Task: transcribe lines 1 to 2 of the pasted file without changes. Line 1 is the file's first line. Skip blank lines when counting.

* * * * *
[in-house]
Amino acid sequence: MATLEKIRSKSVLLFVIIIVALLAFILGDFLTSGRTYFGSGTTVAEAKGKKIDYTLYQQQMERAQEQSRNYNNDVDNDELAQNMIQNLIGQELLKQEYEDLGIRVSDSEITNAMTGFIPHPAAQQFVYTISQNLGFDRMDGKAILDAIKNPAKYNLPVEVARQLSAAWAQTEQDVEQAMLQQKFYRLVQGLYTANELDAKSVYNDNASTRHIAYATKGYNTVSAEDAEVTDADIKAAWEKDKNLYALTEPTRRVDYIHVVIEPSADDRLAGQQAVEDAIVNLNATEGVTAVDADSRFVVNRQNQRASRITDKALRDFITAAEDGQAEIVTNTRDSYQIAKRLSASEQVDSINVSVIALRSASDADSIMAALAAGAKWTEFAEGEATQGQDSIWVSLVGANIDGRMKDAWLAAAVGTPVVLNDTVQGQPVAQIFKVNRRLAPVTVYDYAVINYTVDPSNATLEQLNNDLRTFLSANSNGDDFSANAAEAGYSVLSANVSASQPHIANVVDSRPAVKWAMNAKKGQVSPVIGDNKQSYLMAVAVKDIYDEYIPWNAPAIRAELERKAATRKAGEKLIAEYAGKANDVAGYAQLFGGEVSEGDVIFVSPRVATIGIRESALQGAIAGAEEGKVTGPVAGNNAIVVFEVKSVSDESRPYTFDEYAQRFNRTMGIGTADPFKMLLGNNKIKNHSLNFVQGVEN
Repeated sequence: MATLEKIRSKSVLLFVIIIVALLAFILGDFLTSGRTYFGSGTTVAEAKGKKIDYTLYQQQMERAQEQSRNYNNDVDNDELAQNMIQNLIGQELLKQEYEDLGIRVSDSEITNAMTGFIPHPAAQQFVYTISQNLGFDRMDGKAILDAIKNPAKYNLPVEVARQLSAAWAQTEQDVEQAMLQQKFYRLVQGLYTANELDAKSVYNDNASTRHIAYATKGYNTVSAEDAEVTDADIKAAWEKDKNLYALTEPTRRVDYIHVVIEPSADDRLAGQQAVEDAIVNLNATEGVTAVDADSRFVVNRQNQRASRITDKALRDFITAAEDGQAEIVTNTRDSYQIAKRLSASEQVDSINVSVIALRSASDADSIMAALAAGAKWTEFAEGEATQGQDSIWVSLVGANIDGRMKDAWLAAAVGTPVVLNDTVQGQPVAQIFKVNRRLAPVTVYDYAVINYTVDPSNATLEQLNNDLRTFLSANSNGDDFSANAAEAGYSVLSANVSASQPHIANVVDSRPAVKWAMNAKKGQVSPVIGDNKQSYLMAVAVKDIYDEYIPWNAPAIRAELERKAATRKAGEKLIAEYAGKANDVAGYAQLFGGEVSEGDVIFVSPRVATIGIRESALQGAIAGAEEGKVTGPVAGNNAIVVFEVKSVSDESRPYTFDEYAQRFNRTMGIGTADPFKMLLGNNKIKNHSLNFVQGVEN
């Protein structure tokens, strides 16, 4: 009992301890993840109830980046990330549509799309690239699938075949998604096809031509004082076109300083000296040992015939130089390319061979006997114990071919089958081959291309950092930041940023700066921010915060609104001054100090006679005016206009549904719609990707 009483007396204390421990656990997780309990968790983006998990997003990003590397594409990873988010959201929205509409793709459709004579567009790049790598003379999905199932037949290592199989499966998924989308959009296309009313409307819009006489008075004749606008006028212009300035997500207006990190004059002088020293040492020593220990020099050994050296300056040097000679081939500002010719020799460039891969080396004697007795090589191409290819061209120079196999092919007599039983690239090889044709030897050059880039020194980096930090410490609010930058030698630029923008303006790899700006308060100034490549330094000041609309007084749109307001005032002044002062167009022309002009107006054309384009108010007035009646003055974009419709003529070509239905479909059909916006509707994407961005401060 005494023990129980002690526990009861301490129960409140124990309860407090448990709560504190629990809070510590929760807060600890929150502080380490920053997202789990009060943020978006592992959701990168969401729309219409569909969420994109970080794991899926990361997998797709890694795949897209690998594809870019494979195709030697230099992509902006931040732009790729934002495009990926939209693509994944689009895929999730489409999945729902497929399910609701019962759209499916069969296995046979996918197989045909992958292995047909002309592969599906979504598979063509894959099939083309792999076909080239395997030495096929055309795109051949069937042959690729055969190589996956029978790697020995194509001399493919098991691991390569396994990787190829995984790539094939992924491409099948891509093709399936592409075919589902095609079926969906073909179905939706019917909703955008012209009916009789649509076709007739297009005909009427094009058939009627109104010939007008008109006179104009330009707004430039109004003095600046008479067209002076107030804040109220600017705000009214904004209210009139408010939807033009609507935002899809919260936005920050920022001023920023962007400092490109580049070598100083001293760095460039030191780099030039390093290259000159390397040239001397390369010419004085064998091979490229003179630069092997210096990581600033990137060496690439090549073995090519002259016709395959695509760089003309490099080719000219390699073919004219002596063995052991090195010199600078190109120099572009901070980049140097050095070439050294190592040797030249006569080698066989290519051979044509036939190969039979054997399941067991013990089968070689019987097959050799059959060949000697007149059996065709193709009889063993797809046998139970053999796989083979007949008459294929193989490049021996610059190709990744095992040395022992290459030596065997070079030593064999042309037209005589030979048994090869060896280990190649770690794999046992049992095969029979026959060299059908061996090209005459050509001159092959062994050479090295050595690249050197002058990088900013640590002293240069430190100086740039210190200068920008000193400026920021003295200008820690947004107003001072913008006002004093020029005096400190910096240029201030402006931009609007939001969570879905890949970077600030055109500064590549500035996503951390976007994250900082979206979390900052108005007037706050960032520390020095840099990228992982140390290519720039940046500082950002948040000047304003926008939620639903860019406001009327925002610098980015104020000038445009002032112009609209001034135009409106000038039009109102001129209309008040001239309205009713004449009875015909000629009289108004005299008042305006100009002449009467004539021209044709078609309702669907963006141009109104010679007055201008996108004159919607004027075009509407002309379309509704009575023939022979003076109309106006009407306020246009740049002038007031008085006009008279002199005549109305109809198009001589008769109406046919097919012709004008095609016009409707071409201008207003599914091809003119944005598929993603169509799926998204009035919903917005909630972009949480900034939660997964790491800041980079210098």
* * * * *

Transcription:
[in-house]
Amino acid sequence: MATLEKIRSKSVLLFVIIIVALLAFILGDFLTSGRTYFGSGTTVAEAKGKKIDYTLYQQQMERAQEQSRNYNNDVDNDELAQNMIQNLIGQELLKQEYEDLGIRVSDSEITNAMTGFIPHPAAQQFVYTISQNLGFDRMDGKAILDAIKNPAKYNLPVEVARQLSAAWAQTEQDVEQAMLQQKFYRLVQGLYTANELDAKSVYNDNASTRHIAYATKGYNTVSAEDAEVTDADIKAAWEKDKNLYALTEPTRRVDYIHVVIEPSADDRLAGQQAVEDAIVNLNATEGVTAVDADSRFVVNRQNQRASRITDKALRDFITAAEDGQAEIVTNTRDSYQIAKRLSASEQVDSINVSVIALRSASDADSIMAALAAGAKWTEFAEGEATQGQDSIWVSLVGANIDGRMKDAWLAAAVGTPVVLNDTVQGQPVAQIFKVNRRLAPVTVYDYAVINYTVDPSNATLEQLNNDLRTFLSANSNGDDFSANAAEAGYSVLSANVSASQPHIANVVDSRPAVKWAMNAKKGQVSPVIGDNKQSYLMAVAVKDIYDEYIPWNAPAIRAELERKAATRKAGEKLIAEYAGKANDVAGYAQLFGGEVSEGDVIFVSPRVATIGIRESALQGAIAGAEEGKVTGPVAGNNAIVVFEVKSVSDESRPYTFDEYAQRFNRTMGIGTADPFKMLLGNNKIKNHSLNFVQGVEN